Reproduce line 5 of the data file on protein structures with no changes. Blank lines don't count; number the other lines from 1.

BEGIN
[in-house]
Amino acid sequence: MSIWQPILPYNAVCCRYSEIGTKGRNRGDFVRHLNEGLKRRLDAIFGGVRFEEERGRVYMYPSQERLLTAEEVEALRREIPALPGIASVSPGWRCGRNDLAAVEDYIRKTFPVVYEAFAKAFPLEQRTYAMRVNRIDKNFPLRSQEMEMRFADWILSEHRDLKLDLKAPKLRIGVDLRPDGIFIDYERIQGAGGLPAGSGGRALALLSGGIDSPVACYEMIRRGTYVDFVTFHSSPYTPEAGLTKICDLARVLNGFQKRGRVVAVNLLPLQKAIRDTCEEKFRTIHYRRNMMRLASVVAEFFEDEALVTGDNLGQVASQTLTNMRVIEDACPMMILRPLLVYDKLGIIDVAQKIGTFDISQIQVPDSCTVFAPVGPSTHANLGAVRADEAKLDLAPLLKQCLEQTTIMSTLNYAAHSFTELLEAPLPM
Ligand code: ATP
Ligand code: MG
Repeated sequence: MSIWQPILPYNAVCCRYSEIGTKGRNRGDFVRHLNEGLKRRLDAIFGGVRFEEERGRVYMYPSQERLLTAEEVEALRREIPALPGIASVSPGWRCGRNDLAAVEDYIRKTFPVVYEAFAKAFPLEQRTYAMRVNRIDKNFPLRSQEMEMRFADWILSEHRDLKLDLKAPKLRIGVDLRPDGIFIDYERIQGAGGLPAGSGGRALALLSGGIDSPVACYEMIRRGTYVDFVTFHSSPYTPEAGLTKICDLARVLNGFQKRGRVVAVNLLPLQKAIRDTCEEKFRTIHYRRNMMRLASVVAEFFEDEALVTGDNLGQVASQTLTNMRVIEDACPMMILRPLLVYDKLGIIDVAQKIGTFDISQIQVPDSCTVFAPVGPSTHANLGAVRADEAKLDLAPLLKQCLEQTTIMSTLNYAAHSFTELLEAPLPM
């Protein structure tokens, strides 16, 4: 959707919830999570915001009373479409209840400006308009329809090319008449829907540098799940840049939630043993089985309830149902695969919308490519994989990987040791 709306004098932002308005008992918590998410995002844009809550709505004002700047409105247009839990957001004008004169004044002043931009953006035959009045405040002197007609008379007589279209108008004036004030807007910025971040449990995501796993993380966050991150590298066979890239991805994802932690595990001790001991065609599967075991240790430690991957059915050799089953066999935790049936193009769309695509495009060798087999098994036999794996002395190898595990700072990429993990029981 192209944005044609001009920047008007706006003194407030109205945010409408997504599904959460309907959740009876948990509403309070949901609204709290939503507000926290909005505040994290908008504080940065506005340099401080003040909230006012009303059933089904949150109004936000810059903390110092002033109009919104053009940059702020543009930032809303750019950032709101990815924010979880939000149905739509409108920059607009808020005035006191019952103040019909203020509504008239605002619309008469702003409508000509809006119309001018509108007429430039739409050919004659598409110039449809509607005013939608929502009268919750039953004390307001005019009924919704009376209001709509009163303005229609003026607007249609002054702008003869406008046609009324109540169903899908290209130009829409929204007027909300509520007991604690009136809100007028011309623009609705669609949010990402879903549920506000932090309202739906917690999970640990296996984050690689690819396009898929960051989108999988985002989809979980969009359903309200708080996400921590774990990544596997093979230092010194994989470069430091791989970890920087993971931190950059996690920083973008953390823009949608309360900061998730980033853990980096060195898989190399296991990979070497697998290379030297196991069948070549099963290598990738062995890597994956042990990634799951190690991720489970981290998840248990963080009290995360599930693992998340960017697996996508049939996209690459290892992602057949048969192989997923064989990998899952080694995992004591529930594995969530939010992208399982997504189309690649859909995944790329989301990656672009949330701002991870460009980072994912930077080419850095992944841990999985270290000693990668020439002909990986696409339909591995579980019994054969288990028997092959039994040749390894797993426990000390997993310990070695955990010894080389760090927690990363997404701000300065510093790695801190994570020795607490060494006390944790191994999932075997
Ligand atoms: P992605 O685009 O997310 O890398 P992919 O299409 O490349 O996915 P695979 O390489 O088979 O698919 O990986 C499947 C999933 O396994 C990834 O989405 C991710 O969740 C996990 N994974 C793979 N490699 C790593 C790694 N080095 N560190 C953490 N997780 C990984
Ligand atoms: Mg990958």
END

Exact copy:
Repeated sequence: MSIWQPILPYNAVCCRYSEIGTKGRNRGDFVRHLNEGLKRRLDAIFGGVRFEEERGRVYMYPSQERLLTAEEVEALRREIPALPGIASVSPGWRCGRNDLAAVEDYIRKTFPVVYEAFAKAFPLEQRTYAMRVNRIDKNFPLRSQEMEMRFADWILSEHRDLKLDLKAPKLRIGVDLRPDGIFIDYERIQGAGGLPAGSGGRALALLSGGIDSPVACYEMIRRGTYVDFVTFHSSPYTPEAGLTKICDLARVLNGFQKRGRVVAVNLLPLQKAIRDTCEEKFRTIHYRRNMMRLASVVAEFFEDEALVTGDNLGQVASQTLTNMRVIEDACPMMILRPLLVYDKLGIIDVAQKIGTFDISQIQVPDSCTVFAPVGPSTHANLGAVRADEAKLDLAPLLKQCLEQTTIMSTLNYAAHSFTELLEAPLPM